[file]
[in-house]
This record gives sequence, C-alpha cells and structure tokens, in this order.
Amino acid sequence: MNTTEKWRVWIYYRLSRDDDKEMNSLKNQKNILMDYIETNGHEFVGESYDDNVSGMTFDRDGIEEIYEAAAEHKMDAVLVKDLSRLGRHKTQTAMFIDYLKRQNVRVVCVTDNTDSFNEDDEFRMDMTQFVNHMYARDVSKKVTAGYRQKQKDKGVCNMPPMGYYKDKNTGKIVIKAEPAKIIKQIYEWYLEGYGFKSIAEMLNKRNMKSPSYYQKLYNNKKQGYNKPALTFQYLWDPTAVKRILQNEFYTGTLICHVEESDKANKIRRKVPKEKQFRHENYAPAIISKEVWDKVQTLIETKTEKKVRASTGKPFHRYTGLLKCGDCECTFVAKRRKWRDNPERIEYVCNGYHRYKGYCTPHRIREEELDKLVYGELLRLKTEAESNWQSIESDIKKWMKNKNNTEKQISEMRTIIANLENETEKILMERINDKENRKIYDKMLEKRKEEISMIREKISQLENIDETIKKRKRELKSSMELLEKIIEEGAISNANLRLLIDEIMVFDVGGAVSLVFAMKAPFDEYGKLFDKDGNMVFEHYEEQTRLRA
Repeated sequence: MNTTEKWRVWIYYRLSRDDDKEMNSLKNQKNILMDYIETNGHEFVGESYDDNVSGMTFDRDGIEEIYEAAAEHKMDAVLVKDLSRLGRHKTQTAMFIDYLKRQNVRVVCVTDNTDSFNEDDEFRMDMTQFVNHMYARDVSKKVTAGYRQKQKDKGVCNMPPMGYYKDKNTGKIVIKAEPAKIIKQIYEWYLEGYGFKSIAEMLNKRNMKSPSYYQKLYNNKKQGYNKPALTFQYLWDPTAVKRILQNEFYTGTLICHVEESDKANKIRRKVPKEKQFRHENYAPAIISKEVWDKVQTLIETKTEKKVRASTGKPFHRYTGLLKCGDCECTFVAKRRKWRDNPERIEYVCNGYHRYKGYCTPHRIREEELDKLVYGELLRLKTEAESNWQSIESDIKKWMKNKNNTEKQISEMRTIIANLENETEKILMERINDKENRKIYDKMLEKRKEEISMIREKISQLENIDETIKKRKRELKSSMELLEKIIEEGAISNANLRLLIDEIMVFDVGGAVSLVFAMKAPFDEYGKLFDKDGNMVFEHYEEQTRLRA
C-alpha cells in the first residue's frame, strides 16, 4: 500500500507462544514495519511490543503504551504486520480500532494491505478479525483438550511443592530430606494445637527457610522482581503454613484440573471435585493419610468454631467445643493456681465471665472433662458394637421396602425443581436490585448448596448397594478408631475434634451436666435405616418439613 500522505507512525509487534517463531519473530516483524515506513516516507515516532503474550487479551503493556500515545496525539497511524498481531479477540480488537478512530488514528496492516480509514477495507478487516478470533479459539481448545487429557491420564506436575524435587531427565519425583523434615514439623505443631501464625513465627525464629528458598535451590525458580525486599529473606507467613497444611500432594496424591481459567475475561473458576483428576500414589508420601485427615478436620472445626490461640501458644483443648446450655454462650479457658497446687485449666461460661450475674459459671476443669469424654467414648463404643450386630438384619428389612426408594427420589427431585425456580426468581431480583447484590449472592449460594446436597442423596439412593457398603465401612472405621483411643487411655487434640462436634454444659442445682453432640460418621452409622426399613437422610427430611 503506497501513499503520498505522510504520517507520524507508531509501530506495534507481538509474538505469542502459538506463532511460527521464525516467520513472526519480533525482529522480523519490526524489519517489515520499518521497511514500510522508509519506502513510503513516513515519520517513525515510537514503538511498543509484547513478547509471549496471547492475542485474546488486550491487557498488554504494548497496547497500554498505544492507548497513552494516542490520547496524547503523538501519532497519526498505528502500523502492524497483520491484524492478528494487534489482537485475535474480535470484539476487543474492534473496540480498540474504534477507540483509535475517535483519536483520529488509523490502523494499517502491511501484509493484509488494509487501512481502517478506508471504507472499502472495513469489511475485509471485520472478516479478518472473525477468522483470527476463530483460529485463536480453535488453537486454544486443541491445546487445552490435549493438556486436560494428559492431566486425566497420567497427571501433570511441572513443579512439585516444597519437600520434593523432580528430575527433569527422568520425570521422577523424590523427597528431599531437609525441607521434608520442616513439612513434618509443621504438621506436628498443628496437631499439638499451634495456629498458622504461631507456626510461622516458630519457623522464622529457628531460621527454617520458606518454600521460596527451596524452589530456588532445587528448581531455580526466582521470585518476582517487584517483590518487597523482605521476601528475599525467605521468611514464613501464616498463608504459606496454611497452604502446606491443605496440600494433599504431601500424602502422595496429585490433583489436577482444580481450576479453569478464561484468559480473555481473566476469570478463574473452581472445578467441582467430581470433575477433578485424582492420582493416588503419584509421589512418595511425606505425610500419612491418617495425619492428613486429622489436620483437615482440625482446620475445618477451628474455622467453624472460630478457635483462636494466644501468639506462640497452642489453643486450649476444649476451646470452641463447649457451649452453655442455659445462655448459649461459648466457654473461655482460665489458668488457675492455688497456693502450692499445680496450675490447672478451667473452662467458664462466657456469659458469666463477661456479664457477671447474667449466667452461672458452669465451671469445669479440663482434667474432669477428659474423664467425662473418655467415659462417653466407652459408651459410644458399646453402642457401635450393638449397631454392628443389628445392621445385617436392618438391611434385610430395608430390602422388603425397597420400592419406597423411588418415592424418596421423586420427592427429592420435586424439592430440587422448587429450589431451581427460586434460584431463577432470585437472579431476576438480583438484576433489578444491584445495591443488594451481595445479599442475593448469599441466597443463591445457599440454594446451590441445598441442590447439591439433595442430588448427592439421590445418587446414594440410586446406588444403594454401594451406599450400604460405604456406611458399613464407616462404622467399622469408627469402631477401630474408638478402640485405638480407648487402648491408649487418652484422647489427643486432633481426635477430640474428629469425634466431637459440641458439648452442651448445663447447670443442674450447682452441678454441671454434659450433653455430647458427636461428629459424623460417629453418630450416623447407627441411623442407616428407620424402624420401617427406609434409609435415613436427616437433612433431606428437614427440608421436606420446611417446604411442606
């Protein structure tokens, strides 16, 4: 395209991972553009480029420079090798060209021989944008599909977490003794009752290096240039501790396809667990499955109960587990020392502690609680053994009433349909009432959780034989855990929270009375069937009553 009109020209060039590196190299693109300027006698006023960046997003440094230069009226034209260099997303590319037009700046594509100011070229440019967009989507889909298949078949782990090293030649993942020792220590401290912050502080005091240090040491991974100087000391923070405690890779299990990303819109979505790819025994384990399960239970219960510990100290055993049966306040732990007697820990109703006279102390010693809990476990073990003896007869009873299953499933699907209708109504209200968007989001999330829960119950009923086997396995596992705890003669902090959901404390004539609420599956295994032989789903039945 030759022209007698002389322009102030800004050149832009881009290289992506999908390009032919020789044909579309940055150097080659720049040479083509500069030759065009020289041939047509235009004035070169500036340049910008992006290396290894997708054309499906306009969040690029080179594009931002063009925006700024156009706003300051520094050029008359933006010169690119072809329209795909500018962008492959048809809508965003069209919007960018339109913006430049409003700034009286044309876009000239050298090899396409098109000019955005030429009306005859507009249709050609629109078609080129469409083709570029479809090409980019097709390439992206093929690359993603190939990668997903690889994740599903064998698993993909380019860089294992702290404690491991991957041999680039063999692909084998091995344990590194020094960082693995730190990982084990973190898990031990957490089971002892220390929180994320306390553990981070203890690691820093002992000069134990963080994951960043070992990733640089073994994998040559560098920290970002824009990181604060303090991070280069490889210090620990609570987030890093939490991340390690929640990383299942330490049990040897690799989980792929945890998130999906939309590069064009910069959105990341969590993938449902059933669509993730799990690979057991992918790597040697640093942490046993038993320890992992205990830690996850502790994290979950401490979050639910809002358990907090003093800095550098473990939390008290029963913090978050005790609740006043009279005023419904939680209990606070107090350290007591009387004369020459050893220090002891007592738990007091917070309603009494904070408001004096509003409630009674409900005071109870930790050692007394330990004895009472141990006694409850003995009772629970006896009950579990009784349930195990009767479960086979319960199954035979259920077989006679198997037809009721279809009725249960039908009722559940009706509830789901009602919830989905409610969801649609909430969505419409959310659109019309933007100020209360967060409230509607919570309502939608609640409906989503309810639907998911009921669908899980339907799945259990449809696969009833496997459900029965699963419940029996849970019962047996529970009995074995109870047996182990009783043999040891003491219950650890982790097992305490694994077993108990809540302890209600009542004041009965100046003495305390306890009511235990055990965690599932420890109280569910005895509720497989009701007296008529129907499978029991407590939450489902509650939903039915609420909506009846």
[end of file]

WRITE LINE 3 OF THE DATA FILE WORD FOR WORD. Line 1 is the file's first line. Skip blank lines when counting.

Amino acid sequence: MNTTEKWRVWIYYRLSRDDDKEMNSLKNQKNILMDYIETNGHEFVGESYDDNVSGMTFDRDGIEEIYEAAAEHKMDAVLVKDLSRLGRHKTQTAMFIDYLKRQNVRVVCVTDNTDSFNEDDEFRMDMTQFVNHMYARDVSKKVTAGYRQKQKDKGVCNMPPMGYYKDKNTGKIVIKAEPAKIIKQIYEWYLEGYGFKSIAEMLNKRNMKSPSYYQKLYNNKKQGYNKPALTFQYLWDPTAVKRILQNEFYTGTLICHVEESDKANKIRRKVPKEKQFRHENYAPAIISKEVWDKVQTLIETKTEKKVRASTGKPFHRYTGLLKCGDCECTFVAKRRKWRDNPERIEYVCNGYHRYKGYCTPHRIREEELDKLVYGELLRLKTEAESNWQSIESDIKKWMKNKNNTEKQISEMRTIIANLENETEKILMERINDKENRKIYDKMLEKRKEEISMIREKISQLENIDETIKKRKRELKSSMELLEKIIEEGAISNANLRLLIDEIMVFDVGGAVSLVFAMKAPFDEYGKLFDKDGNMVFEHYEEQTRLRA